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Traits to be an effective remote worker

By Kristina Calder, Ph.D.

In Canada there are 6.8 million, around 40% of employees currently working remotely[1], with a large proportion of those wanting to continue to work from home once the pandemic is over. The positive impacts associated with remote work are motives for major companies giving employees the option for remote work long-term or incorporating a hybrid work model into their business strategy.

  • 13% increase in performance when working remotely[1]
  • 77% report greater productivity while working remote[2]
  • 22% more remote workers were happy in their job compared to office goers[3]
  • 25% lower attrition rate in companies with remote work options[3]

Increases in performance, productivity and satisfaction begin with the removal of the commute time. The average commute time is around 30 min to 1 hour depending on mode of transportation, which means employees are getting on average 1 to 2 hours back to their day. This added time along with flexibility (where some workers can select the times of day which are best suited for them) often result in workers putting in more hours per day as they are not restricted by office/business hours. Remote workers are happier with this greater autonomy and freedom which allows for a better work-life balance. Increased productivity happens when working from home due to having fewer distractions and fewer interruptions from colleagues. However not everyone is suited to work from home, and some cannot wait to get back to the office.

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This “New Normal” is the term frequently being used as the Coronavirus pandemic continues to impact our working lives. Whether you are a company considering remaining 100% remote post-pandemic or considering a hybrid approach, how can you identify people who will work effectively remotely? Working remotely effectively requires certain traits like the ability to self manage, and skills like strong communication along with discipline. Other factors such as having a dedicated workspace set up, the right equipment and digital fluency are also important to be successful when working from home.

Over 10,000 candidates have completed a Working Remotely POP assessment since the beginning of the pandemic. This tool provides a predictive snapshot of a candidates position specific suitability, working remotely suitability, and working remote background. When we examined the ‘Working Remotely Suitability’ results, over 75% of these candidates had average to excellent Self-Management potential with the potential to be adaptable and comfortable with change and dynamic environments. This trait continues to be the #1 predictor of performance during the pandemic and the working remotely environment[4].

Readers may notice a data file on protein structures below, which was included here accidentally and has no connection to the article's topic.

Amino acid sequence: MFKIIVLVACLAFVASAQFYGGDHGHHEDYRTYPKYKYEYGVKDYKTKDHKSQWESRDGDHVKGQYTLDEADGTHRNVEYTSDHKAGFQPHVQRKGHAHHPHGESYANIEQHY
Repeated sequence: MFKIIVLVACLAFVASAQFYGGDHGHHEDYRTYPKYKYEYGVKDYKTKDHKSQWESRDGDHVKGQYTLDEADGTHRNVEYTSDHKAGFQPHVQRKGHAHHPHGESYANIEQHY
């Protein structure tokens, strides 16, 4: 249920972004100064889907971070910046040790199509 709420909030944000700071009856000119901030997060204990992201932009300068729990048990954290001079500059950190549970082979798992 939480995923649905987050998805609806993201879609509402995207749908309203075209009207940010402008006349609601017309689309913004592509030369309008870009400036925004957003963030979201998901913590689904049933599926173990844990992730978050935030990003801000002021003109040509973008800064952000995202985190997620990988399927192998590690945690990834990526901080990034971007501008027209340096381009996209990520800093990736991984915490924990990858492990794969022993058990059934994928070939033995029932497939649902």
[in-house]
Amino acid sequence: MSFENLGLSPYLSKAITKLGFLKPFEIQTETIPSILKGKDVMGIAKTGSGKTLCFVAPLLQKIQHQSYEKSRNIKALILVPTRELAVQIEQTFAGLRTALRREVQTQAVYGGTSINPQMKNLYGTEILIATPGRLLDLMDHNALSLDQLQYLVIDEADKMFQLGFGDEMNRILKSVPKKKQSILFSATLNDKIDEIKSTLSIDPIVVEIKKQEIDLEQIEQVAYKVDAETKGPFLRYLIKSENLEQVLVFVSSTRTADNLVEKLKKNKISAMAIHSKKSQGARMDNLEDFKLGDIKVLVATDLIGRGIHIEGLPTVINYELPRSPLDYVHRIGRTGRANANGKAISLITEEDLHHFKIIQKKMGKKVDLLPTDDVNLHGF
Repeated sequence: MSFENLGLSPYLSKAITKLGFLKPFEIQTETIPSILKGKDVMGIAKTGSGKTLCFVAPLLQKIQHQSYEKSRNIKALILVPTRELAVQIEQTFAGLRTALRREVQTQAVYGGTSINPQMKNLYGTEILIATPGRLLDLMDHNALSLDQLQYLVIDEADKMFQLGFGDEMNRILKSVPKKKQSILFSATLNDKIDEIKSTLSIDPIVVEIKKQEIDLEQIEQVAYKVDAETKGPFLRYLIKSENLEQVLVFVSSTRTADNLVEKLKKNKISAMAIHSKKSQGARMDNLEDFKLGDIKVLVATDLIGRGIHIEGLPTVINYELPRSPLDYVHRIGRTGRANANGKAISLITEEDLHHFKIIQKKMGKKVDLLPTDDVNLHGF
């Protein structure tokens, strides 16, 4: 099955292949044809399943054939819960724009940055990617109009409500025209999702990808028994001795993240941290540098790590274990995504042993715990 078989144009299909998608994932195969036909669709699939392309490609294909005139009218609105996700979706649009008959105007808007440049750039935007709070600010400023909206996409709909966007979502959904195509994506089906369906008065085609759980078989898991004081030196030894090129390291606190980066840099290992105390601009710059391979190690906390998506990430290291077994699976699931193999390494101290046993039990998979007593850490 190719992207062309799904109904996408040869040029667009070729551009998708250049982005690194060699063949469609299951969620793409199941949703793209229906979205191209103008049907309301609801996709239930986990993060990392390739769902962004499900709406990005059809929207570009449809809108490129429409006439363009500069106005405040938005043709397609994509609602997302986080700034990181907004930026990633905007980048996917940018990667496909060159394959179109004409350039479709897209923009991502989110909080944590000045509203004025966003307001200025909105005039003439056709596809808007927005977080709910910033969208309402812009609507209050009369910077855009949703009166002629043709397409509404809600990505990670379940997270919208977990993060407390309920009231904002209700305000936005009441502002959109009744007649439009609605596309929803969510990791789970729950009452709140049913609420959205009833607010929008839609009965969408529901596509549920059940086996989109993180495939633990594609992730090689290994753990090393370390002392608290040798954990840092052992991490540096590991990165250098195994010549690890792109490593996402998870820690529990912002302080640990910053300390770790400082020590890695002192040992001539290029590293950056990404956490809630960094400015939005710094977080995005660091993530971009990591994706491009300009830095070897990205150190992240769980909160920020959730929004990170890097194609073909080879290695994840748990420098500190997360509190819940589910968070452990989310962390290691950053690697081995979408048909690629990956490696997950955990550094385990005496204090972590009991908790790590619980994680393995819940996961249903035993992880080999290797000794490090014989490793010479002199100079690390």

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The large proportion of candidates who have indicating their Need for Structure environment is one with constant feedback and interaction with the team is worrisome. If 70% of candidates that are applying for remote work prefer a structured environment how are employees/employers fulfilling this need for structure and regular feedback?  In a recent study, carried out by the Self Management Group, roughly 70% of organizations have poor retention because they did not thoroughly explore fit in the hiring process. The ways an employer/employee can create a structured and productive work environment at home will be addressed in my next blog post.

The results for E-Learning Orientation reveals that the majority of those applying to work remotely are high in the green zone: meaning they are detail oriented and analytical. This is an extremely important trait to have considering employees will need to be more self sufficient with learning new technical skills associated with working remotely. Obviously different roles will require varying levels of technical aptitude but knowing if your candidate will require a lot of training during onboarding can be an important consideration.

The current COVID-19 pandemic has caused a massive shift in the ways most businesses operate. Predicting human performance in a remote setting requires both objective and subjective elements. The Self Management Group has a 40-year track record of helping organizations attract, select, and develop top performers. Self Management is currently the single most predictive attribute of top performers (as identified by over 3500 validation studies) and will only continue to grow as companies change their business strategies to adapt to our changing world.